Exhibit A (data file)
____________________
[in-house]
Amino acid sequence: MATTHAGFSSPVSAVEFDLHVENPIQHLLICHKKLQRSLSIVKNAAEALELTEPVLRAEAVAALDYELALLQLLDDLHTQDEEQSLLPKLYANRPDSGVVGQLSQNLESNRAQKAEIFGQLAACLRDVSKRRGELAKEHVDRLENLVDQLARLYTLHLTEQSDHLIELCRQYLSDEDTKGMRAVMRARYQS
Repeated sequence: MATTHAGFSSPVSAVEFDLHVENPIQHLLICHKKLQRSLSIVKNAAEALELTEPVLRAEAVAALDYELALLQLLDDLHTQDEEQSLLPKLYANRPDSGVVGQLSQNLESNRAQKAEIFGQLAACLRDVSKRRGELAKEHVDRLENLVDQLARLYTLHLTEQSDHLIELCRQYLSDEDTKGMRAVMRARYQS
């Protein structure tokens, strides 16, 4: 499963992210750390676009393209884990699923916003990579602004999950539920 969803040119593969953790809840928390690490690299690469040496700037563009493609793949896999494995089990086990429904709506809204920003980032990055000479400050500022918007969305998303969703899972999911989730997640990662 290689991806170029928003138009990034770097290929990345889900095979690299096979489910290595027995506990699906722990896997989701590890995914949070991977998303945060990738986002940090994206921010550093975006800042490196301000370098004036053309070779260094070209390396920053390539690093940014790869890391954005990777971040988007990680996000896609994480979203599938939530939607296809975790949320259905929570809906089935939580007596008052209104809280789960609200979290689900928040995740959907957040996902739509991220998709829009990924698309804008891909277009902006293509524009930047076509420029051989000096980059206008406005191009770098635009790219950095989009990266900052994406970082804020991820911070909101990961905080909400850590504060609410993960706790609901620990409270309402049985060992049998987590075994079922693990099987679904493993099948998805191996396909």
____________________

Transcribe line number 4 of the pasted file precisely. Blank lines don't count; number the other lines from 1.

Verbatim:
């Protein structure tokens, strides 16, 4: 499963992210750390676009393209884990699923916003990579602004999950539920 969803040119593969953790809840928390690490690299690469040496700037563009493609793949896999494995089990086990429904709506809204920003980032990055000479400050500022918007969305998303969703899972999911989730997640990662 290689991806170029928003138009990034770097290929990345889900095979690299096979489910290595027995506990699906722990896997989701590890995914949070991977998303945060990738986002940090994206921010550093975006800042490196301000370098004036053309070779260094070209390396920053390539690093940014790869890391954005990777971040988007990680996000896609994480979203599938939530939607296809975790949320259905929570809906089935939580007596008052209104809280789960609200979290689900928040995740959907957040996902739509991220998709829009990924698309804008891909277009902006293509524009930047076509420029051989000096980059206008406005191009770098635009790219950095989009990266900052994406970082804020991820911070909101990961905080909400850590504060609410993960706790609901620990409270309402049985060992049998987590075994079922693990099987679904493993099948998805191996396909």